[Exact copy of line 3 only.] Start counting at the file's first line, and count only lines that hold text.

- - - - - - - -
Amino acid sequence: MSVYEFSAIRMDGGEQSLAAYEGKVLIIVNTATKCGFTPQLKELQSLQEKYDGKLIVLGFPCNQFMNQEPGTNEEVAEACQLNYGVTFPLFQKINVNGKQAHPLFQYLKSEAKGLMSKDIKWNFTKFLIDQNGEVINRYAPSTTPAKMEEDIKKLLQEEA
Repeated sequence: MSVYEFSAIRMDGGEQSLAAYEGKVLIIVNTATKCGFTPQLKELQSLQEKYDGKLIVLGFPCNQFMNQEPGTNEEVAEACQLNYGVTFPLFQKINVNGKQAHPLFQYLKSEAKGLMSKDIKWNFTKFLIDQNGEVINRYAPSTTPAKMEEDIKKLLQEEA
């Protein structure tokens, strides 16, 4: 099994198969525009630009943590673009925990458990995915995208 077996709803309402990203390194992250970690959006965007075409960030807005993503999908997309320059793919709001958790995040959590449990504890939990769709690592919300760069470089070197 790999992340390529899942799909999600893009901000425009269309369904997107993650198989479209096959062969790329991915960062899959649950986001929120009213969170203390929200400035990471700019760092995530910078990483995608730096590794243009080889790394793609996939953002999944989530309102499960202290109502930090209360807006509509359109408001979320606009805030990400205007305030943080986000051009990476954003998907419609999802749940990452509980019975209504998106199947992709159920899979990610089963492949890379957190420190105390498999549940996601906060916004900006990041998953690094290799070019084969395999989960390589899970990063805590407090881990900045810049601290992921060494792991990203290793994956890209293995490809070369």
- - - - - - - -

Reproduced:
């Protein structure tokens, strides 16, 4: 099994198969525009630009943590673009925990458990995915995208 077996709803309402990203390194992250970690959006965007075409960030807005993503999908997309320059793919709001958790995040959590449990504890939990769709690592919300760069470089070197 790999992340390529899942799909999600893009901000425009269309369904997107993650198989479209096959062969790329991915960062899959649950986001929120009213969170203390929200400035990471700019760092995530910078990483995608730096590794243009080889790394793609996939953002999944989530309102499960202290109502930090209360807006509509359109408001979320606009805030990400205007305030943080986000051009990476954003998907419609999802749940990452509980019975209504998106199947992709159920899979990610089963492949890379957190420190105390498999549940996601906060916004900006990041998953690094290799070019084969395999989960390589899970990063805590407090881990900045810049601290992921060494792991990203290793994956890209293995490809070369």